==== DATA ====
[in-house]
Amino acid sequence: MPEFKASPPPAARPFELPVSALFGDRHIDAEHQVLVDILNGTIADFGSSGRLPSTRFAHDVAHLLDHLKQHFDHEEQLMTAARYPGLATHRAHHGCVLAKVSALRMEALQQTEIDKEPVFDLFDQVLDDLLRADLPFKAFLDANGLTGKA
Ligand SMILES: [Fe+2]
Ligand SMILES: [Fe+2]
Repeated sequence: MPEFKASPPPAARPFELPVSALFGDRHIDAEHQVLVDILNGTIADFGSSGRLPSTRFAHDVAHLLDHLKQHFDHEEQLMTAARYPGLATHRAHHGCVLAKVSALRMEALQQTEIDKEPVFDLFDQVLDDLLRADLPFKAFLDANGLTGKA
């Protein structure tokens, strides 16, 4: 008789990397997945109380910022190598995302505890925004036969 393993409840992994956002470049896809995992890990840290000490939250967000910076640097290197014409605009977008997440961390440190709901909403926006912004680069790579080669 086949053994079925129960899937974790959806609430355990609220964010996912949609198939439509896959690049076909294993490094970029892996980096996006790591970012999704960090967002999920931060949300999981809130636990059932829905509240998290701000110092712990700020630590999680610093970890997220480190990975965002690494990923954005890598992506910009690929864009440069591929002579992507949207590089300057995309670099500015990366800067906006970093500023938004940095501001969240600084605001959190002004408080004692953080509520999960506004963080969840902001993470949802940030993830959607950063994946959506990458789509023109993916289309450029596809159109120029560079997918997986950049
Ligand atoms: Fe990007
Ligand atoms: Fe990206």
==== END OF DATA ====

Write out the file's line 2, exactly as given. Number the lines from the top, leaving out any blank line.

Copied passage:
Amino acid sequence: MPEFKASPPPAARPFELPVSALFGDRHIDAEHQVLVDILNGTIADFGSSGRLPSTRFAHDVAHLLDHLKQHFDHEEQLMTAARYPGLATHRAHHGCVLAKVSALRMEALQQTEIDKEPVFDLFDQVLDDLLRADLPFKAFLDANGLTGKA